Thursday, July 12, 2012

Very Special People (I Mean It!)



Let's can it with the "everybody's special" bullshit. It's patronizing and nauseating. SPECIAL once signified something extraordinary that distinguished one thing from another. If you had one leg, but managed to hop your way around, you were special. If you ate glass instead of hamburgers, you were special. And if you were born looking totally hideous and eating through your ear, that made you special. Winning a race doesn't make you special. Neither does existing. If you figure out a way to exist forever, that'll make you special. Try it.

Frederick Drimmer, the author of Very Special People, knows a thing or two about special people, and wrote a very fine book about them. It's my kind of book, and perhaps your kind of book, too. I know a person or three who will dig it as much I did.

And as I am presently preparing a feature film, Circus of Dread, on this very subject starring Bill Oberst and Domiziano Arcangeli, my interest and fascination level is off the bloody meter.



What makes this book about human oddities unique is its straightforward focus on the day-to-day lives of over a hundred extraordinary human beings such as Kobelkoff: The Human Trunk, Carl Unthan: The Armless Fiddler, The Two-Headed Tocci Brothers, Swan and Bates: Two Giants in Love, Zip and Other Pinheads, General Tomb Thumb, Tommy Jacobsen: The Armlessd Pianist, and Robert Wadlow: The Alton Giant.

Writer Drimmer first saw folks of this persuasion in the circus, and sourced documents and letters from all over the world before beginning work on this love letter to being different and "special".




Today, extraordinary people like these do exist, but they are more likely to turn up on youtube or theync.com than your local midway. Unfortunate, really. The recent story of Indonesia's smoking baby provided some oldtime thrills, although a follow-up piece on the lad by the 'Vanguard' documentary program (highly recommended series, by the way) reported that he's quit smoking and has returned to childhood. He's still a weighty blighter, but his days of chain smoking are behind him.

Let's be under no illusion that, if the old freak show were still in operation, there'd be no freaks to fill it. On the contrary, human birth defects are alive and well, and if you factor in the damage that big business is doing to native environments (Chevron's polluting of Ecuadorian rain forests, for example), many generations of birth defects are assured.


Recently, my brother sent me a link to a gallery of photos of people suffering from "Treacher Collins", a syndrome that creates a distinct appearance. Notable characteristics are an underdeveloped jaw, missing cheekbones, eyes slanted downwards, and ears not properly formed or missing.





It is the Google image gallery that has replaced the circus and the sideshow as a showcase for exotic human beings who are but only a step away from those who are not so special.





In Very Special People - The Struggles, Loves, and Triumphs of Human Oddities, Frederick Dimmer opens with a terrific quote from William Lindsay Gresham:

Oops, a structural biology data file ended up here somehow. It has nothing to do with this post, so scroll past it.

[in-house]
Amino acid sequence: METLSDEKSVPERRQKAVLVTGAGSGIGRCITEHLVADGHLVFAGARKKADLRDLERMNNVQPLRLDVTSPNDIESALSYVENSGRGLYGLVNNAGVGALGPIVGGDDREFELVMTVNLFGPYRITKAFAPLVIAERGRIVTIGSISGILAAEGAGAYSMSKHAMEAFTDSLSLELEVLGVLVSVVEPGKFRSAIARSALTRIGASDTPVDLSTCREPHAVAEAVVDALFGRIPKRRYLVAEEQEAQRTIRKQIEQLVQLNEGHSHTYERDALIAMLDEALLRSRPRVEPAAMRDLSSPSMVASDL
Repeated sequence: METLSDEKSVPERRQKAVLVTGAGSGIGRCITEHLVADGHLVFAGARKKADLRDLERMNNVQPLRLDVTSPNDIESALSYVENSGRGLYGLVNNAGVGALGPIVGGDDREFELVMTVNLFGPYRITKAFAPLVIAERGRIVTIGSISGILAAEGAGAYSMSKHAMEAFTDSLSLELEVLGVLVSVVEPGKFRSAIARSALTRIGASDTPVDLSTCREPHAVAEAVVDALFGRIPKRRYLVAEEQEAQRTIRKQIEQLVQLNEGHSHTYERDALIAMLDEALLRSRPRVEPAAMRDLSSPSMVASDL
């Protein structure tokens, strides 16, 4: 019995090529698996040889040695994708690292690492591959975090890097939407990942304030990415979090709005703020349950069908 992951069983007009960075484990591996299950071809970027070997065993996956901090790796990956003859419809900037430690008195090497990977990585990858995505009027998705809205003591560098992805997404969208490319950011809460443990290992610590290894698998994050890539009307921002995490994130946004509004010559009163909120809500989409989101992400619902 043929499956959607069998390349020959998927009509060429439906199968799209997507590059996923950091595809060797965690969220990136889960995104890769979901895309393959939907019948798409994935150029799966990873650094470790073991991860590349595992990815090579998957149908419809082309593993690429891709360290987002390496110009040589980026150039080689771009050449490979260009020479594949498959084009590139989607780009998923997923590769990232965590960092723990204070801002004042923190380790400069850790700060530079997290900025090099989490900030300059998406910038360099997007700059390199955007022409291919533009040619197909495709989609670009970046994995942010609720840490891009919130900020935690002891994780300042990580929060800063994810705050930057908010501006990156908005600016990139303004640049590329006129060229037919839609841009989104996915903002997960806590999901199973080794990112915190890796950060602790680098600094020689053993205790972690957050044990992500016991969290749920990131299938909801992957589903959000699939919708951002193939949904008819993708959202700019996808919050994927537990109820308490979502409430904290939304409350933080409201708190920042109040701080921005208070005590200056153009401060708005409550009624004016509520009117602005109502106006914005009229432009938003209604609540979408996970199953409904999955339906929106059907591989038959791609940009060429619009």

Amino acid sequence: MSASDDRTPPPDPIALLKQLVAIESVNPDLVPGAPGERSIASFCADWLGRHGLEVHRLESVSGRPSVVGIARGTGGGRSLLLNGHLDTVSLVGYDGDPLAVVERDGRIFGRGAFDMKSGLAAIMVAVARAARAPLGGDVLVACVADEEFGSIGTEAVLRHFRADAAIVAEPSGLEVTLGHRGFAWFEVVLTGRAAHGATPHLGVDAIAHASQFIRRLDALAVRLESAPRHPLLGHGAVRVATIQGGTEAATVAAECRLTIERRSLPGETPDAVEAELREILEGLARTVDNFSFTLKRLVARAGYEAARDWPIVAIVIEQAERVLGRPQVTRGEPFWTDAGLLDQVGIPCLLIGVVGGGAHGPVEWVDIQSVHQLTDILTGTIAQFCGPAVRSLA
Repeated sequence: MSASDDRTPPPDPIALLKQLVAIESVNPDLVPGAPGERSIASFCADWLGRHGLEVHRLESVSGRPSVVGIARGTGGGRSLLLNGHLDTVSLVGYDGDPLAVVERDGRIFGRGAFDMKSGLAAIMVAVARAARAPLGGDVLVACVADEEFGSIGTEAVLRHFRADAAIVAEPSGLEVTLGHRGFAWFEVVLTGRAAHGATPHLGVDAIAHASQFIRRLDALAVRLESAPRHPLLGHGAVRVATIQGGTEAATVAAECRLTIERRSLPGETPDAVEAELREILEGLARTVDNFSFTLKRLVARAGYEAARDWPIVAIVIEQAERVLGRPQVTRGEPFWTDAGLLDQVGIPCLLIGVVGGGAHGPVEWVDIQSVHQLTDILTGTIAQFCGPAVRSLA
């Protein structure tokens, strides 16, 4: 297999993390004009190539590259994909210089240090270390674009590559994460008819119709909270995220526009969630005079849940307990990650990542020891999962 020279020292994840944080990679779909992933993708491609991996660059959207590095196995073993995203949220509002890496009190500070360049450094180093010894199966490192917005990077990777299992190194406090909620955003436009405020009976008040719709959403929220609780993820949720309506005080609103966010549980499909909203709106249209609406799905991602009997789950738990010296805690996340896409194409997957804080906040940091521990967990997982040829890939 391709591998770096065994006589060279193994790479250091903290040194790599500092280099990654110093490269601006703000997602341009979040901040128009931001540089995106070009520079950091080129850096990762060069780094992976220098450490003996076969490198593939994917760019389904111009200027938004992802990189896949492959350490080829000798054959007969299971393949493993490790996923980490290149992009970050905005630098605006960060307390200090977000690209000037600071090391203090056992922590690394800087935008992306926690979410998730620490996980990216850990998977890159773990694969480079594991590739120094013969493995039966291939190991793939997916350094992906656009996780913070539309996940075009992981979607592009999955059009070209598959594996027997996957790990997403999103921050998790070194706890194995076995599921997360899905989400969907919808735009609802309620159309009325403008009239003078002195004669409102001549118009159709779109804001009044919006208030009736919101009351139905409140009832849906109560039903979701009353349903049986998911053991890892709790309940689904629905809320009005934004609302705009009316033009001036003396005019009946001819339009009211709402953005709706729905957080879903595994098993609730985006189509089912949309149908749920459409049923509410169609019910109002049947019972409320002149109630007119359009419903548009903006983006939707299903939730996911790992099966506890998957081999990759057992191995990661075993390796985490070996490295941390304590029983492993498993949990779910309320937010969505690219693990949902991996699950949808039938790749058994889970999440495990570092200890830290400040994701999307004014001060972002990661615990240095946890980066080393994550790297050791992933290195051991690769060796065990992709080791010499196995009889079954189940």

"On their faces was a strangely luminous smile.
I know now what it indicates --
they had met tragedy and fought it to a standstill;
they had taken a handicap
and turned it inside out,
making it work for them;
with courage and patience
they had built themselves a life."



4 comments:

  1. I love this post and I love this book. I've had a copy for years, but I think it's been out of print forever. I refer to it often. And I always maintained the downfall of the sideshow was the Jerry Springer show, even tho the sideshow was on the decline by then anyway....

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  2. This is a very interesting subject to me, although, for reasons I continue to struggle with, I can't focus on it with your tenacity. Seeing people like this makes me feel incredibly depressed, grateful, and demands my empathy. There was no deliberation behind the deformities these people have apart from the decision of their parents to have sex. I feel depressed because of what nature "dealt" them. I feel grateful for how lucky I am that I was simply BORN in such a way that enabled me to function normally (in the sense of a statistical average, because most people aren't born with these debilitating deformities of physique). I empathize because it occurs to me just how hard it must be to live with those deformities, but the fact that these people are alive and have lives is inspiring. One of my strongest fears is having a deformed or mentally handicapped child. A movie like Eraserhead frightens me because of this. It is "special people" like these that make me irritated by people who think they're entirely self-made, as if they had the choice to NOT have an under-developed jaw. It's this kind of luck that makes me think that all societies need better healthcare systems and more widespread social support for those who are "special." Being an atheist, I do think that this life is the only one anyone can experience and to think that the only chance at having an EXPERIENCE of any sort can be stifled by physical defects and a culture's treatment of those with them really upsets me.

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  3. I'm curious. I've read the first title listed some 30 odd years ago, but I've never heard of the second. Is that still in print?

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  4. Jenn -- Yes, it's been out of print for quite a while. Interesting theory you have about Jerry Springer. It has merit.

    ***

    Jesse W -- I understand that this would make you depressed. To suffer from such an affliction would be terrible; there's no other way to say it. Good healthcare is essential. Unfortunately, the US spends 52% of its annual budget on defence, so we know where priorities lie.

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